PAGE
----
Robert-François Damiens (gallica.bnf.fr / Bibliothèque nationale de France)


The Précis allowed for a candid view of Louis XV’s reign and reads like a contemporary political account of the period. Indeed, in the Précis Voltaire goes so far as to provide many details of the case against Robert-François Damiens, who had attacked and wounded the king, and the accusations made by this ‘régicide’ against prominent magistrates of the parlement of Paris who, Damiens claimed, had influenced his actions. Voltaire knew that ‘le parlement serait fâché qu’on vît dans l’histoire ce qu’on voit dans le procès verbal’ (D10985, 6 February 1763), but included it nonetheless. The modernity of Voltaire’s views on the need for modern history is summed up by his belief in the importance of transparency: ‘Il est utile de savoir la vérité de ce qui nous regarde, difficile de la démêler, et dangereux de la dire’ [2].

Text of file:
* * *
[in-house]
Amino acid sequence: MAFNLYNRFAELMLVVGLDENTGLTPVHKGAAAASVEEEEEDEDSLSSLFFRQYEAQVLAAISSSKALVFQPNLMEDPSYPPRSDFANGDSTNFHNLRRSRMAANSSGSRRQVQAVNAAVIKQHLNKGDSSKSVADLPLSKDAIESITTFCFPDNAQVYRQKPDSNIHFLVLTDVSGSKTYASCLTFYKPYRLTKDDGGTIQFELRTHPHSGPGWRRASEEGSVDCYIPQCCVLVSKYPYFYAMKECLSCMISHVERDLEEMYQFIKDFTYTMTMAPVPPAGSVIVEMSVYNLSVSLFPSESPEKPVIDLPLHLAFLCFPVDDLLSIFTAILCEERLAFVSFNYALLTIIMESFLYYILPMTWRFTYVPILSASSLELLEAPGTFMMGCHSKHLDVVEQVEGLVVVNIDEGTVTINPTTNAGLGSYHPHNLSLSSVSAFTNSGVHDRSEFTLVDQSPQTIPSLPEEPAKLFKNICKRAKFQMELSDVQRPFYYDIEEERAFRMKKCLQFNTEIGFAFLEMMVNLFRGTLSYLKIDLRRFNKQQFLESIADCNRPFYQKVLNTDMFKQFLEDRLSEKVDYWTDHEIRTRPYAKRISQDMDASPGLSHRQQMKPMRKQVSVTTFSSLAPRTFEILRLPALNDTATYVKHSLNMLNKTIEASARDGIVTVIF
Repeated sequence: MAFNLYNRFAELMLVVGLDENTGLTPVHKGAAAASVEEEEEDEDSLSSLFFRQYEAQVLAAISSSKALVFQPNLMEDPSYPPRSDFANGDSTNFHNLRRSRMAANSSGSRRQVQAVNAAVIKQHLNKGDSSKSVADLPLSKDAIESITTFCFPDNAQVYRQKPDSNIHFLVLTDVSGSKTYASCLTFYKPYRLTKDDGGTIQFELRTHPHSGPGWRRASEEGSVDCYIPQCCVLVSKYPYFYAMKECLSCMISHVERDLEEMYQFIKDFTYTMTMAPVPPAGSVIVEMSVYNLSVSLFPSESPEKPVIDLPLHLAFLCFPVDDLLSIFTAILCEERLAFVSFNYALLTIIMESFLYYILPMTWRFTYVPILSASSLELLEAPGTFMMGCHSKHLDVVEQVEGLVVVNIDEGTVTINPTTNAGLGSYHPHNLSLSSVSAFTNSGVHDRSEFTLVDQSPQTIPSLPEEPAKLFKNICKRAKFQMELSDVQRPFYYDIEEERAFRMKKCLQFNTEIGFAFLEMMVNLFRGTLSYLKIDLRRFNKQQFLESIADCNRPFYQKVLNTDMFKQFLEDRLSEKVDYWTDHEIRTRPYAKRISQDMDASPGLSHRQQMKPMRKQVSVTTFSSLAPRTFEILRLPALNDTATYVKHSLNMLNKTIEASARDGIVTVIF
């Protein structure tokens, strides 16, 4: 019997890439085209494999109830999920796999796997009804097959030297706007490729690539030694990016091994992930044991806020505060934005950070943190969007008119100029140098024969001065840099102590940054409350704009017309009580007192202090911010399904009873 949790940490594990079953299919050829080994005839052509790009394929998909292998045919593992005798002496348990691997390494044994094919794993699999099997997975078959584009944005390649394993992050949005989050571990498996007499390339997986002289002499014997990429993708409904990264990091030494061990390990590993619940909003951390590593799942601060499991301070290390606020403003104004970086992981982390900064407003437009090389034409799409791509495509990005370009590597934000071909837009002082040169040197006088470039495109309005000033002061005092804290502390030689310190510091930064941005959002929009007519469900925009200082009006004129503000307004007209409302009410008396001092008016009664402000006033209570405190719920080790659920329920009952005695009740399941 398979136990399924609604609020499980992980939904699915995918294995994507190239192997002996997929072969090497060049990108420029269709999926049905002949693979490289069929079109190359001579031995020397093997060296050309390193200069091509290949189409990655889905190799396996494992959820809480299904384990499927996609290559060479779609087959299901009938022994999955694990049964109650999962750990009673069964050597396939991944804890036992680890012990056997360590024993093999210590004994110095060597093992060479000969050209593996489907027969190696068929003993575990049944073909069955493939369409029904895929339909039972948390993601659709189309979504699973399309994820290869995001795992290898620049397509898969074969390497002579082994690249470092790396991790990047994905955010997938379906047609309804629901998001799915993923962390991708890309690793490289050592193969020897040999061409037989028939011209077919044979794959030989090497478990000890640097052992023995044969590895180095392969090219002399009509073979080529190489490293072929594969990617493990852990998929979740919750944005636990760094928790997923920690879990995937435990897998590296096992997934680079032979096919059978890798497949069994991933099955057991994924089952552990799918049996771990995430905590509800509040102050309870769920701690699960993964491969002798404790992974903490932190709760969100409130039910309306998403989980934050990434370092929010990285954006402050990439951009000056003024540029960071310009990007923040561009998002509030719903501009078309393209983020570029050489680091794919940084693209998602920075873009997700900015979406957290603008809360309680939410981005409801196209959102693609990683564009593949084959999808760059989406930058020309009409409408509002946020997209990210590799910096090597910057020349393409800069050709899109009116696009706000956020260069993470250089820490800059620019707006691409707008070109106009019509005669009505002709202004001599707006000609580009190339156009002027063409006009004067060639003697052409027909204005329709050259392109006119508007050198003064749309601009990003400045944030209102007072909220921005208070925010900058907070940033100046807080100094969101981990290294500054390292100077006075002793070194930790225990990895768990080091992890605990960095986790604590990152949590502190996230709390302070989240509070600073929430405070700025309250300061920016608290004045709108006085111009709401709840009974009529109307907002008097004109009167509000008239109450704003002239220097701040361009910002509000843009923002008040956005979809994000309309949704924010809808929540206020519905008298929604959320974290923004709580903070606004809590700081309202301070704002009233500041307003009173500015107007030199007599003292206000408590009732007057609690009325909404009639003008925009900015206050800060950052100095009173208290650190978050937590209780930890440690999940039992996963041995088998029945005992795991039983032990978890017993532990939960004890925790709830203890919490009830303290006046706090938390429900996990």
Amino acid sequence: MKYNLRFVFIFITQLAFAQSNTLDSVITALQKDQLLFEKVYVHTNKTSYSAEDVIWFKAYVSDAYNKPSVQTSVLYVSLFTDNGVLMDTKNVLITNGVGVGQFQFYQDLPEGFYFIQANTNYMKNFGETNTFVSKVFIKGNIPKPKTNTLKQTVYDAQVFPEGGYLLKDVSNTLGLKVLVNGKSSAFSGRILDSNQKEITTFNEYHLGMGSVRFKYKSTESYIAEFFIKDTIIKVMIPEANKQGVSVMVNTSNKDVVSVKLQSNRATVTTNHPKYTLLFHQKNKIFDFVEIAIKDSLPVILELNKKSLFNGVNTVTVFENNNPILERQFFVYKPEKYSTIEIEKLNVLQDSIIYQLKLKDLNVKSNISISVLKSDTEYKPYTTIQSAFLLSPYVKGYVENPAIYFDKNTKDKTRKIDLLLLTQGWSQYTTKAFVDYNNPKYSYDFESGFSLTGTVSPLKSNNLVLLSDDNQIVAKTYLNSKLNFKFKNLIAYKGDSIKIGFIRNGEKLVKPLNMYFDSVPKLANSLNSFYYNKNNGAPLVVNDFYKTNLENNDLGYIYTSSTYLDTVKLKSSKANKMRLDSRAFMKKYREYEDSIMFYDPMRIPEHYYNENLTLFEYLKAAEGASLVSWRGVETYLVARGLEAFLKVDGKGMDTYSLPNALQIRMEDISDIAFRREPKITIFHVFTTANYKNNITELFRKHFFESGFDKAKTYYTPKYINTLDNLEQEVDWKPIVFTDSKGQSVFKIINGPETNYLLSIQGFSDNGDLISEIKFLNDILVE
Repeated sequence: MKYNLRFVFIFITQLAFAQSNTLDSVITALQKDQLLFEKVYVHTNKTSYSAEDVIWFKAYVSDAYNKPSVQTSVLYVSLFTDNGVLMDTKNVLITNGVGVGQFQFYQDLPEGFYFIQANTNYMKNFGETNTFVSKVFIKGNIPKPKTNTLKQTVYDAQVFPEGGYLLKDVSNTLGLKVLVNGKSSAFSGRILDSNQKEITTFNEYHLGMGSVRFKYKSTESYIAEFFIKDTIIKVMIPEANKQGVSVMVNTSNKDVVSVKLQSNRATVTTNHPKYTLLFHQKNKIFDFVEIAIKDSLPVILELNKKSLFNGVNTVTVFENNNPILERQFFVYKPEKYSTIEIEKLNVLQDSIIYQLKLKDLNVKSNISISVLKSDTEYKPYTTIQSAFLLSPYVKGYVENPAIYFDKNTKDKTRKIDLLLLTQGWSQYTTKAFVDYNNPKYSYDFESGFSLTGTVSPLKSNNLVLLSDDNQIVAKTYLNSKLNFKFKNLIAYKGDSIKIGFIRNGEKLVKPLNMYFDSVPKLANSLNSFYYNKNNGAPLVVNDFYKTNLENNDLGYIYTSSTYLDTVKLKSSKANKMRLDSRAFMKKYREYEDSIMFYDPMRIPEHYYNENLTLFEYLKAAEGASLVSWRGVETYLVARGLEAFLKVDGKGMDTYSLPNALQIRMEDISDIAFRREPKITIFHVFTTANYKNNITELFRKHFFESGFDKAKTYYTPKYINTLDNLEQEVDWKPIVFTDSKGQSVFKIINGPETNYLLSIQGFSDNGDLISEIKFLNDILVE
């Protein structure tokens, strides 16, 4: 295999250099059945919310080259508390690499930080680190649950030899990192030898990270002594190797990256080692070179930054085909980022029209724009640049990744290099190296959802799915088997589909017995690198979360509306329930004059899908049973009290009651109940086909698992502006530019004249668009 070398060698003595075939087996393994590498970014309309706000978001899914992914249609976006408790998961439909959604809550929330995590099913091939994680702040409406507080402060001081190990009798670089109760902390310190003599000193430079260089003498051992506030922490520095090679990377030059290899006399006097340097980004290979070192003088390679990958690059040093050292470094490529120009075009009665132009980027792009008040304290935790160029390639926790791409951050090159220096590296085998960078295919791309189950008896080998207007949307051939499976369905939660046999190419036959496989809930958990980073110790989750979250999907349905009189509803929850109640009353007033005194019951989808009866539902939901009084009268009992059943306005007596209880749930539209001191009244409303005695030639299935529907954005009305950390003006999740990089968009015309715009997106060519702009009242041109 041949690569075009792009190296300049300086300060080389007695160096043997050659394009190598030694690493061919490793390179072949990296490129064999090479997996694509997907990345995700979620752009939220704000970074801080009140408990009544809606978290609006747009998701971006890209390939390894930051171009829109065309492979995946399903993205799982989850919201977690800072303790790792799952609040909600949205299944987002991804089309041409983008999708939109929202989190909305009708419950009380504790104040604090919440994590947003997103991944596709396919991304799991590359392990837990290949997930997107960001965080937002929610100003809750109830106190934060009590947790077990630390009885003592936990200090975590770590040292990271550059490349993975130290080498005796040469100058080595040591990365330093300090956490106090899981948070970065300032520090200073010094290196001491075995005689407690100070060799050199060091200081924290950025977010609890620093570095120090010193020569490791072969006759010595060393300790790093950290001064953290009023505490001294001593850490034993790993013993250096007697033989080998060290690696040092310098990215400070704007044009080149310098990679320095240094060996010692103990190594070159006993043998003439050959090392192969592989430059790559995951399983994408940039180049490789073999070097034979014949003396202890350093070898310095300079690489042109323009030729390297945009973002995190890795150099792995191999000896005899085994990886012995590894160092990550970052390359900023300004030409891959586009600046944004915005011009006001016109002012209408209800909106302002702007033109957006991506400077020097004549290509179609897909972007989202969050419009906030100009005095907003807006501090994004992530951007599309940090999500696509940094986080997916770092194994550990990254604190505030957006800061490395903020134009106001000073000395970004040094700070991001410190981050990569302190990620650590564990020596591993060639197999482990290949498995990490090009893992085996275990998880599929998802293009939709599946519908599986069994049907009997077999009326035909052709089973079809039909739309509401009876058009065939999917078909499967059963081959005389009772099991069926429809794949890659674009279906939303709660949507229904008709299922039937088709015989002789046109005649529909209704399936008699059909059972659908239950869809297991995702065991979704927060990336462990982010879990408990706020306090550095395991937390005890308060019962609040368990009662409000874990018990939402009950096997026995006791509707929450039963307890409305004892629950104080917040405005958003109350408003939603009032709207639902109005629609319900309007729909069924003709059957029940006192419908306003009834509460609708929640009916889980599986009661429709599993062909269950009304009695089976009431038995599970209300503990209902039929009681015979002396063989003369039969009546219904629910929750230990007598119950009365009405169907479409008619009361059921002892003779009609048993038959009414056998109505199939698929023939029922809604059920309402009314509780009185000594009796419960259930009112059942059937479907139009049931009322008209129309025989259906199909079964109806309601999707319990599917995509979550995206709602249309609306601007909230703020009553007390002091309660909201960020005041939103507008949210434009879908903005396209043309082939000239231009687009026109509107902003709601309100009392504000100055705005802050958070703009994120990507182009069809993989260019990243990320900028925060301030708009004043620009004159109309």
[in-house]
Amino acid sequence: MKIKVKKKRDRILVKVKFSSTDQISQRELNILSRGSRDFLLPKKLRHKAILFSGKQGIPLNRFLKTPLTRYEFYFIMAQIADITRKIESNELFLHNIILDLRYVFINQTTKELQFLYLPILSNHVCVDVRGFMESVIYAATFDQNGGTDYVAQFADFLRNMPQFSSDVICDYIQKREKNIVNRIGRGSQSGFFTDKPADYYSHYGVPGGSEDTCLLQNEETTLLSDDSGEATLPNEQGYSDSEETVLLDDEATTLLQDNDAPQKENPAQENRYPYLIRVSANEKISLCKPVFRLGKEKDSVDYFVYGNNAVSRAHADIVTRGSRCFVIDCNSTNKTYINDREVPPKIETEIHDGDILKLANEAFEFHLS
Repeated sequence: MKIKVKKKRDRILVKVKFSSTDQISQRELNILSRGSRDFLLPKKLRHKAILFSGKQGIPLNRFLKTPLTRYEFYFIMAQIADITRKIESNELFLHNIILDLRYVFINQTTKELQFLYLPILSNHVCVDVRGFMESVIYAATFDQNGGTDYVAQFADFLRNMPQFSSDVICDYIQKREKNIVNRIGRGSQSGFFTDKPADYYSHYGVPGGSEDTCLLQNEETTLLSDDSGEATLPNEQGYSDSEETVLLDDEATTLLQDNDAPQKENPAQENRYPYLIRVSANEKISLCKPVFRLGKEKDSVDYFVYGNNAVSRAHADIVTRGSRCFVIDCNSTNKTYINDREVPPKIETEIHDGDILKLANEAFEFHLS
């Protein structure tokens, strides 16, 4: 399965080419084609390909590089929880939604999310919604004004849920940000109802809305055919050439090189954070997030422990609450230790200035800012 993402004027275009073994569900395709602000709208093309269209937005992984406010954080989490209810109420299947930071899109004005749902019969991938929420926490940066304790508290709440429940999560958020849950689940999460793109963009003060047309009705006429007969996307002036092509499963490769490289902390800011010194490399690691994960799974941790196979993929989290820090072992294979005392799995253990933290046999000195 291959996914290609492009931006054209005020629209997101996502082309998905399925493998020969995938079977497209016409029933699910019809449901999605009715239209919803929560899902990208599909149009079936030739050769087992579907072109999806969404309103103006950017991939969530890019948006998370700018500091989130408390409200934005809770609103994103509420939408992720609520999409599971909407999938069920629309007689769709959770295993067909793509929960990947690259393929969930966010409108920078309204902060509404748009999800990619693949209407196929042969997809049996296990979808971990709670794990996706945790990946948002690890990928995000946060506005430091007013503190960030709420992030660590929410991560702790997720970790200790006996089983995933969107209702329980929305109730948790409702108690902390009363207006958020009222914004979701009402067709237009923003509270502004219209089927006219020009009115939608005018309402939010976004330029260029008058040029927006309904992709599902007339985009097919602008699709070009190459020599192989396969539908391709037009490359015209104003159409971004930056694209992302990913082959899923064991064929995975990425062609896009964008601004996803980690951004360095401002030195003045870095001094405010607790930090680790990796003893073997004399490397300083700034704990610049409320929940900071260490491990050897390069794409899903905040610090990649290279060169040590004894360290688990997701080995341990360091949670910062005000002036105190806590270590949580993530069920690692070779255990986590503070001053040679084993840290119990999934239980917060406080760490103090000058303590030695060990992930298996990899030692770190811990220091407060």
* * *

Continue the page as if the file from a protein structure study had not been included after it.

– James Hanrahan, Trinity College Dublin

[1] On this topic see Pierre Force, ‘Voltaire and the necessity of modern history’, Modern Intellectual History, 6, 3 (2009), p.457-484.

[2] Voltaire, Histoire de la Guerre de 1741, ed. by Jacques Maurens (Paris, Garnier, 1971), p.3.

A tale of losing, finding and coming home


In April of last year we were mourning the loss of our friend and colleague José-Michel Moureaux, whom we remember not only for the impeccable editions that he prepared for the Œuvres complètes de Voltaire (for instance La Défense de mon oncle, the Discours de l’Empereur Julien), but also for his good advice, his unfailing interest in the life of the Voltaire Foundation and his kindness. We still feel his loss most keenly.